The Marvels of Architecture
One of the prime reasons which, from as long as I can remember, always got me excited about visiting Delhi were these! The Architectural marvels of Delhi.
Spread across the city, the monuments had decorated the pages of numerous history books I’ve read as a child and something I still find appealing. Delhi has traditionally been the “favorite” capital city of most of the kingdoms which ruled the Northern part of our country.
An early-morning-start believing that I’ll try to cover most, if not all, of the monuments which Delhi had to offer.
The Qutub Complex
The magnificent stone tower looming out from a distance is a marvelous sight as you walk inside the complex. A cloudy wintery Delhi day in the midst of this monumental complex, which comprises of the Qutub Minar, Quwattul Islam Mosque, Khilji gate, and Iltutmish tomb standing adjacent create a historical retreat for anyone walking in.
From the Great Khilji to Qutub, and even Iltutmish, the individual contributions are evident in the architecture as they stand bearing testimony. It took almost 500 years for them to perfect the shape of the “Dome” or Ulti katori as they used to refer the dome as.
This wasn’t written anywhere, but heard it from a really cute history teacher, who was explaining this to her students. Not to mention, I was one of them.
Beyond Qutub, there is the Humayun’s tomb. The Mughal architecture in their trademark style is captured beautifully. Built in the memory of Humayun and countless other Mughals, has earned this place the designation of being a “tomb gallery” of sorts. Close to 160 Mughal royals have been buried here.
The tomb complex has 4 other smaller tomb-like structures, along with a gate used for shipments and labor from Persia. Humayun’s tomb was built by his Son, Jalal-ud-din Akbar. It also remains the first garden tomb monument in the Indian Subcontinent. The Char Baagh concept of gardens remains essential to the Persian architecture style as always.
There are mosques and smaller tomb-like structures inside the complex along with attached gardens. The entire complex is nothing but an ensemble of other smaller monuments in them.
Red fort is huge. The Mughals were very detailed when it came to monuments and the interiors of the fort present this distinctiveness. Be it the numerous diwans or the hamams, or the Sheesh mahal, how the royal life that was lived, all this bears testimony.
The Zeenat mahal has now been turned into a mini-museum, which displays, from letters (farman) to clothes, from utensils used during the period to artillery as well.
Jama Masjid area is always bursting with people. A fine example of an overpopulated old city. The Mosque has also been reduced to one exhibit of this problem. The lane opposite to the Mosque is lined with eateries, kashmiri clothes merchants, and hordes of small shops and vendors.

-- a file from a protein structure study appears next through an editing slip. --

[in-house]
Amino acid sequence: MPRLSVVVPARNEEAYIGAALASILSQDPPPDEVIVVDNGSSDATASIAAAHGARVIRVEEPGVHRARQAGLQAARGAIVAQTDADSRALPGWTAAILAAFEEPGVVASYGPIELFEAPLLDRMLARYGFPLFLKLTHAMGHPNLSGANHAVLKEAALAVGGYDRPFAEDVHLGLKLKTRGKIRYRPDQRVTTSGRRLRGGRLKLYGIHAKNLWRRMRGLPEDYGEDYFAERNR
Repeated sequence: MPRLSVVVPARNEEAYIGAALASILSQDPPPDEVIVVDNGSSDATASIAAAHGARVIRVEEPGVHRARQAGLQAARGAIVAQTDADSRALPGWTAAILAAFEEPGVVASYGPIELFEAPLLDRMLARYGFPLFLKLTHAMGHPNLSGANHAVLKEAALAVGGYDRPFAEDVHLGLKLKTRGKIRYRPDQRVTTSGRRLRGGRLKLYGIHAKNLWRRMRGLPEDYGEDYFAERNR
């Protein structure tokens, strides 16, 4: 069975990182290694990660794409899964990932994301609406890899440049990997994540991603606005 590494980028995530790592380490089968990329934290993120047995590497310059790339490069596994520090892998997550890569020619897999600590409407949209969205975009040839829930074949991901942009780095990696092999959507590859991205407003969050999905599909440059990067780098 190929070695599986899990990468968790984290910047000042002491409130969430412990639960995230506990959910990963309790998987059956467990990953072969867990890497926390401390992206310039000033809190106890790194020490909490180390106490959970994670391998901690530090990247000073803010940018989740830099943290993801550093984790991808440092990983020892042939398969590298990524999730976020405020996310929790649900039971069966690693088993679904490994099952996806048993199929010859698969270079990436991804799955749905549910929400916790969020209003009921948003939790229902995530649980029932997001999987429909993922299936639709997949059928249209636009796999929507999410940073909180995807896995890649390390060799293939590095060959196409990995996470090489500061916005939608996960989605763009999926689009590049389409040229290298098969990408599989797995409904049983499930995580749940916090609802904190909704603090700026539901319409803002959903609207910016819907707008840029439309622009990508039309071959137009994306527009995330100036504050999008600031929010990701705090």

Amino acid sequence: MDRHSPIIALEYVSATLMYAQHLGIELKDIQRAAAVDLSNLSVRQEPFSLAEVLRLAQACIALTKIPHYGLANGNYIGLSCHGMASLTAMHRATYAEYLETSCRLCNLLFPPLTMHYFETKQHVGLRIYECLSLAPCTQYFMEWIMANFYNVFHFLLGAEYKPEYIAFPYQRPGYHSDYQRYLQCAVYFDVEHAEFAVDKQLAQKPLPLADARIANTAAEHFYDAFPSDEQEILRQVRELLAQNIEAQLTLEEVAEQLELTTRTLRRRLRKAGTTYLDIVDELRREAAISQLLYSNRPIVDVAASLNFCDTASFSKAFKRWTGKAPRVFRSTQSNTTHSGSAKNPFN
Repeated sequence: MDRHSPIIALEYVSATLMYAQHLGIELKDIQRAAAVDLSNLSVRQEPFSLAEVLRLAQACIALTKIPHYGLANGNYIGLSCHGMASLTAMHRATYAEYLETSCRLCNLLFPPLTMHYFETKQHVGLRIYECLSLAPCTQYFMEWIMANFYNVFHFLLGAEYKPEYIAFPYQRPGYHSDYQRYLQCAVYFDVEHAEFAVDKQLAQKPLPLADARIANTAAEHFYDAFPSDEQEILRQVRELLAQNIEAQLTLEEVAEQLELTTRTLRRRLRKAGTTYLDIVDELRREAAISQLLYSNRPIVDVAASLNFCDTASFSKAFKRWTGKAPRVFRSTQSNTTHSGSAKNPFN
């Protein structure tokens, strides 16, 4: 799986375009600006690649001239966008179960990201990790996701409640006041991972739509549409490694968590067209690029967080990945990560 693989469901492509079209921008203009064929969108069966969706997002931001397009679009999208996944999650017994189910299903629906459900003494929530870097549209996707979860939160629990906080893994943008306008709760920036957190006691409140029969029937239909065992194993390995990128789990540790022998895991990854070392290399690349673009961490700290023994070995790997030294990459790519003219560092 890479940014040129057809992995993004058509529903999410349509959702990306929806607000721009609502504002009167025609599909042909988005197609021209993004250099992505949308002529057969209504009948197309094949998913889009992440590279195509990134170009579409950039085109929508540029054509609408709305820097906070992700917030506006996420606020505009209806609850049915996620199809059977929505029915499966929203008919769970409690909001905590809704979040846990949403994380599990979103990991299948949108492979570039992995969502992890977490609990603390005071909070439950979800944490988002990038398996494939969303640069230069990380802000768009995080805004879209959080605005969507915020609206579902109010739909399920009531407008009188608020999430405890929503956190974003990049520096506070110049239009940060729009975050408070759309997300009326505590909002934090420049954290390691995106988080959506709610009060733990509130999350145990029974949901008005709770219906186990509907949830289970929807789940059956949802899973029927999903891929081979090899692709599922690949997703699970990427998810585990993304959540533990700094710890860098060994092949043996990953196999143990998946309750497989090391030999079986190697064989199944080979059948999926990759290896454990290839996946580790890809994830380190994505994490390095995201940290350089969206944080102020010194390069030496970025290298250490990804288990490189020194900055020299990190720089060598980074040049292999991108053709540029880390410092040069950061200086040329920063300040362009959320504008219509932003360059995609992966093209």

The architecture of Jama Masjid, like other Indian Monuments, is entrenched into heads already and apart from the security entrance and the gareebi around, remains the giant mosque as I had pictured. Ended up offering my Namaz and then headed off for food.
I ended up having breakfast and also experienced something wonderful. Hotels distributing free food to the homeless. Not just in the one I was eating, but across the lane. One old woman along with her daughter, even requested me for food, instead of money. There’s so much of poverty visible in there, that will make you wonder at their plight. And the story is same in the complete vicinity of Red Fort and Jama Masjid area.
I also went to India Gate and even though it is not architecturally satiating, it is a symbolically New Delhi. The thing that excited me here were these carts put up by Differently-abled people.
They had these mechanical ovens from which all sorts of puffs and buns were served. It is great to see them empowered.
Masjid Khairul Manzil
On my way to the Humayun’s Tomb, it was time for Zohar prayers and hence I stopped here at this mosque. Intriguing, right ? This has to be one of the oldest mosques which hasn’t been revamped.
The Wazu-khana, where an elderly gentleman is making wazu doesn’t have water and one need to draw it from the nearby well. The look and smile on the very few present inside the mosque made me realize they knew I’m from somewhere else.
This prayer timing board hanging outside on the tree is an adorable sight.
Khairul Islam mosque was commissioned by Maham Anga. She was the foster mother of Akbar when Humayun (his father) was in exile along with his mother.
The interiors of the mosque are not in the best of condition than the famished look of the building outside.
There was renovation work underway in the adjacent complex and I do hope certain care is taken for this as well. It was built in 1561!
I covered all of it in just one day and definitely could have spent a lot of time around, especially in the Qutub Complex and Humayun’s Tomb. There’s so much to learn and refresh your history.
I’ve always been intrigued by the Mughal architecture and Delhi is one of the best showcases of that heritage.